Best Hotels for July 4th Fireworks
“We have the best view ever,” says Pat Barbarich, a New Jersey real estate broker and grandmother of two. The head count for her and husband Dave’s family party in the hotel’s Milton Hershey Suite now stands at 24. The best part? “Sitting where we do, it looks like the fireworks are shooting right at you.”
This year, municipal budget cuts mean that cities around the nation—from Palm Springs, CA, to Jones Beach on NY’s Long Island—are shuttering their shows (the average July 4th show price tag tops $100,000). So folks determined to oooh and aaaah may now have to travel to find their Technicolor dream sky. And if you’re going to book a hotel, why not choose one with an amazing vista?
So Travel + Leisure scoured the country looking for the best hotels to watch fireworks. And we uncovered 11 with a high “boom-boom factor”—that is, properties where the rooms, the rooftop bars, and even the gym may have picture-perfect panoramas.
Some of these hot spots roll their primo seats into packages. The W Hotel in Washington, D.C., for example, offers a Boom with a View package, which includes concert tickets to its own rooftop concert before the big show over the National Mall, for $619 (price tag for a room alone: $249).
But hotels don’t necessarily add on high-cost bells and whistles. In hilly cities like San Francisco, where great views abound, prices across the board are reasonable (always ask for a Bay-facing room). And a few spots across the country even charge less over the holiday weekend—largesse that we attribute to good ol’ patriotic spirit.
Of course, affordable spots with great views are likely to get booked up fast. So we’ve also searched for hotels where you can just snag a stool and order a beer—sometimes, the sky-scraping bar is the best place to be for the big show (and since bars don’t take reservations, the early bird gets the perch).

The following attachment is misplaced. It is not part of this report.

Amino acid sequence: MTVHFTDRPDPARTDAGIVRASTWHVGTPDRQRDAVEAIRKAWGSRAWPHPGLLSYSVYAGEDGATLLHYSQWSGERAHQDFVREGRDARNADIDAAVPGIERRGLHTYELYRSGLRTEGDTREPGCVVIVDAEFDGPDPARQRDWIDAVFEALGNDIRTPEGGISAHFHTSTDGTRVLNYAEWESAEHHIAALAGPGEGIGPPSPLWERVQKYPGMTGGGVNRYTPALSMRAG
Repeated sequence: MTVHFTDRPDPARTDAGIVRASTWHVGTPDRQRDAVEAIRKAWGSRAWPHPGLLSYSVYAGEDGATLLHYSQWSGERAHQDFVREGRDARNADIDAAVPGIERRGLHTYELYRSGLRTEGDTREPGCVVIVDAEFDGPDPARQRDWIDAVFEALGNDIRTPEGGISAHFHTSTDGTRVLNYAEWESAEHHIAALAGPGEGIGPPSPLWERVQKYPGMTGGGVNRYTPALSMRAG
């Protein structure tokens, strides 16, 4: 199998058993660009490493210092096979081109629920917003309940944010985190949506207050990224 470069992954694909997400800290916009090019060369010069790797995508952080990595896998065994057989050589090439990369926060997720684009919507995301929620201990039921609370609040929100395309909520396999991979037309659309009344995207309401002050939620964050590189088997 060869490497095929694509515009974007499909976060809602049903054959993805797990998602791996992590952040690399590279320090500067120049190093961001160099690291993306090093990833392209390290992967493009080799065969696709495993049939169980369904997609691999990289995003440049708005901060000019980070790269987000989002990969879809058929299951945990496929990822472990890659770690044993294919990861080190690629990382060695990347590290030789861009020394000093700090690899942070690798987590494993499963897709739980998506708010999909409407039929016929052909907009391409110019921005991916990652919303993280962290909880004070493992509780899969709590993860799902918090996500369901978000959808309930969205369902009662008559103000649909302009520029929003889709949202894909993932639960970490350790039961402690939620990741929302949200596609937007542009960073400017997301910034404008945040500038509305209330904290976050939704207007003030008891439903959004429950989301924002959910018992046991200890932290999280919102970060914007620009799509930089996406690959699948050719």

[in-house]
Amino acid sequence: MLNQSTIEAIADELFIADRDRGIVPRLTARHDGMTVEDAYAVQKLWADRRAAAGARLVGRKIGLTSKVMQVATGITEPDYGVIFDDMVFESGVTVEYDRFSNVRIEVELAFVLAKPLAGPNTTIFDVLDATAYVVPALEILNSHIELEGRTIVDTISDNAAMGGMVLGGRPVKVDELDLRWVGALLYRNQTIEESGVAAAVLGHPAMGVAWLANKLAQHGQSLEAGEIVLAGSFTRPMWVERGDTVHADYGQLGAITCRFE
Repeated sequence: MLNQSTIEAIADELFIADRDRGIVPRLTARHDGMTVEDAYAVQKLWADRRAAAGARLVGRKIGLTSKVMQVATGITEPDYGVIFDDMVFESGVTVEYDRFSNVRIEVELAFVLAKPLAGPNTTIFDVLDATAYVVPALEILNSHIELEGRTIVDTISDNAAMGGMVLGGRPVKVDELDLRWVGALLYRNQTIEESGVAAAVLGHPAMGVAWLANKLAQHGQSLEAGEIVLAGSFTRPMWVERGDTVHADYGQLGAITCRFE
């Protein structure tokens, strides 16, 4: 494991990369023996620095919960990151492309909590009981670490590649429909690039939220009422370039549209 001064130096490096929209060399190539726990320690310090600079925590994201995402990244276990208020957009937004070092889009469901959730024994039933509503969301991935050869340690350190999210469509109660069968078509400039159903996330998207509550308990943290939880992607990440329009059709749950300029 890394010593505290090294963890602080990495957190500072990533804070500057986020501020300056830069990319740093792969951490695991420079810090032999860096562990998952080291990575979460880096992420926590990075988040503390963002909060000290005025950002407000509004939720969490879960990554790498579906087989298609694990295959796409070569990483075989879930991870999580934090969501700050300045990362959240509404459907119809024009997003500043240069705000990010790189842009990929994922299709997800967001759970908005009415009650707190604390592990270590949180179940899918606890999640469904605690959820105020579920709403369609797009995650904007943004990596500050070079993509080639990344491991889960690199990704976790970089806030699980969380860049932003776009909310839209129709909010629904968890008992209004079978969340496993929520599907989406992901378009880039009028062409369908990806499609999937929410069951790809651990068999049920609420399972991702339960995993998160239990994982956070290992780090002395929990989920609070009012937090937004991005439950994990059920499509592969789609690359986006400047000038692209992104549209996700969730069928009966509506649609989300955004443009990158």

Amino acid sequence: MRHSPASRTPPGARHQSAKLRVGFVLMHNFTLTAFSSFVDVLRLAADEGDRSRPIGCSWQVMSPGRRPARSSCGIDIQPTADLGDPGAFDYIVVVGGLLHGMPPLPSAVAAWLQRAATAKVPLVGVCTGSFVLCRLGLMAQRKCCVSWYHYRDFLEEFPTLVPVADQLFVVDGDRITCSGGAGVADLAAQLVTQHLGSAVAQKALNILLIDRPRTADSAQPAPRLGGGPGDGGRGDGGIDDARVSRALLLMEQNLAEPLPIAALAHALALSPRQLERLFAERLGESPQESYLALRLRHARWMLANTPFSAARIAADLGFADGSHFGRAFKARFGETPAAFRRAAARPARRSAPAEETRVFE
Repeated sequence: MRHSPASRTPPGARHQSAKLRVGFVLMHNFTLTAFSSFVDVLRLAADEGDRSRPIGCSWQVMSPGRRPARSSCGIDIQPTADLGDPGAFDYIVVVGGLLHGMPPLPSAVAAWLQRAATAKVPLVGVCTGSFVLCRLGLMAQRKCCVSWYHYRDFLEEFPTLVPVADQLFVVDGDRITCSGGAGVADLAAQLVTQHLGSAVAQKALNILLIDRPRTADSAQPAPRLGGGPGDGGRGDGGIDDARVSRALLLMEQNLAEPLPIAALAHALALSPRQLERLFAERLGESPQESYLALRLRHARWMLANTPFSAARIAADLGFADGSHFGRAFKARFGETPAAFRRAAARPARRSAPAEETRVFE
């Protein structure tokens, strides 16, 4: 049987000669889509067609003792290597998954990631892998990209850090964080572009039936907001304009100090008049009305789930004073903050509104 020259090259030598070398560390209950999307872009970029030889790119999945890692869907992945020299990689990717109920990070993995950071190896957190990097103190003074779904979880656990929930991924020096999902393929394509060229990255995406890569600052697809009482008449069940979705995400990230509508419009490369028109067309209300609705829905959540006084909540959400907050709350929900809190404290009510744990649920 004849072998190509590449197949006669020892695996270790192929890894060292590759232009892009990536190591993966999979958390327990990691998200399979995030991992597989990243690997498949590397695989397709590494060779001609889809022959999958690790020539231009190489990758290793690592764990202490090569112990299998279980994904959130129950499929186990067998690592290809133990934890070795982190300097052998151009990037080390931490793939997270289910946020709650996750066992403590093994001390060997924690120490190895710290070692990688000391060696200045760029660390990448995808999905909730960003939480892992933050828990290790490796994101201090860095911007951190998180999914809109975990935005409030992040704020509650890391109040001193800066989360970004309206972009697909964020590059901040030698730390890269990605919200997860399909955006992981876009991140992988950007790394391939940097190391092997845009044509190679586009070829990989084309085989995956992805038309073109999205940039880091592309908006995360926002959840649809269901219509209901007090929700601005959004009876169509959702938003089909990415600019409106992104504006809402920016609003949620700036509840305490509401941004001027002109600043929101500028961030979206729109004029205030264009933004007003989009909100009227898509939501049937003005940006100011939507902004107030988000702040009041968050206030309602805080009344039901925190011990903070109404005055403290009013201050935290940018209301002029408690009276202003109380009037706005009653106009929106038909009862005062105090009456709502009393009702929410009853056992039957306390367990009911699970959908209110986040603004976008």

Plenty of these hotels just have great views, no matter when you visit. In Austin, the pyrotechnic-friendly perches at the Hyatt Regency also offer front-row seats for the legendary nightly ascent of the one-million-plus Mexican bats from the Congress Avenue Bridge. Sure, those bats don’t come in red, white, or blue, but we’ll take any excuse to kick back and enjoy a summer sky.
W Hotel, Washington, D.C.
Ask For: Mall views.
You could embrace that We-the-People spirit and join the hundreds of thousands of spectators on the National Mall, but this is one night when it pays to act like a Beltway insider. The grande dame Hay-Adams Hotel—which competes only with the White House for the best views of the massive fireworks display—is closed this summer for renovations, so check out nearby newcomer W Hotel, whose rooms and 11th-floor rooftop lounge, P.O.V., overlook the Mall. For primo access, the year-old W is offering a Boom with a View package that includes a room and rooftop concert tickets.
Bonus View: On any given day at the W, you’ll likely spot the Marine One helicopter—surrounded by Secret Service choppers—taking off and landing. Come spring, the cherry blossoms explode into a panorama of pinkness.
Ask For: Charles River views.
Boston easily qualifies for the Big Three of July 4th shows, alongside D.C. and New York City, and may rule the day thanks to its trump card: the Boston Pops. But since the pyrotechnics over the Charles River shoot from a barge, the best spots for viewing shift slightly from year to year. The Royal Sonesta Boston can’t guarantee a view from specific rooms, but it does claim a pretty consistent success rate. At the very least, a short walk will lead you to the walkway along the Charles River’s edge.